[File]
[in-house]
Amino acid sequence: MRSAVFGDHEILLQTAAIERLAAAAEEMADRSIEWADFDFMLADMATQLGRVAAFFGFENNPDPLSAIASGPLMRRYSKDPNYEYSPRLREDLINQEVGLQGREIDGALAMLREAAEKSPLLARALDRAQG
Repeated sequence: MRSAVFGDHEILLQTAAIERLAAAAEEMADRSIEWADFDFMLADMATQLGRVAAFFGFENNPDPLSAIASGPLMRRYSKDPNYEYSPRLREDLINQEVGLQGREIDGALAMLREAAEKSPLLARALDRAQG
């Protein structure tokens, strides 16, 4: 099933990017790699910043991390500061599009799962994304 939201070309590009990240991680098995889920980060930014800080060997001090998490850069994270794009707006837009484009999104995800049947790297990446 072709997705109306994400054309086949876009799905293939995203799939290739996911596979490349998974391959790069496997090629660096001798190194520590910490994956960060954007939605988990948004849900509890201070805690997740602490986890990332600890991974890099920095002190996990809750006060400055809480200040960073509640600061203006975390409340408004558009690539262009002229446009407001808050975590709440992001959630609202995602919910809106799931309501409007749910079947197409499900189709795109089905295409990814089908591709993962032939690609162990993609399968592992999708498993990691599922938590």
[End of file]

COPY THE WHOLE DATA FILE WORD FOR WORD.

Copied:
[in-house]
Amino acid sequence: MRSAVFGDHEILLQTAAIERLAAAAEEMADRSIEWADFDFMLADMATQLGRVAAFFGFENNPDPLSAIASGPLMRRYSKDPNYEYSPRLREDLINQEVGLQGREIDGALAMLREAAEKSPLLARALDRAQG
Repeated sequence: MRSAVFGDHEILLQTAAIERLAAAAEEMADRSIEWADFDFMLADMATQLGRVAAFFGFENNPDPLSAIASGPLMRRYSKDPNYEYSPRLREDLINQEVGLQGREIDGALAMLREAAEKSPLLARALDRAQG
């Protein structure tokens, strides 16, 4: 099933990017790699910043991390500061599009799962994304 939201070309590009990240991680098995889920980060930014800080060997001090998490850069994270794009707006837009484009999104995800049947790297990446 072709997705109306994400054309086949876009799905293939995203799939290739996911596979490349998974391959790069496997090629660096001798190194520590910490994956960060954007939605988990948004849900509890201070805690997740602490986890990332600890991974890099920095002190996990809750006060400055809480200040960073509640600061203006975390409340408004558009690539262009002229446009407001808050975590709440992001959630609202995602919910809106799931309501409007749910079947197409499900189709795109089905295409990814089908591709993962032939690609162990993609399968592992999708498993990691599922938590």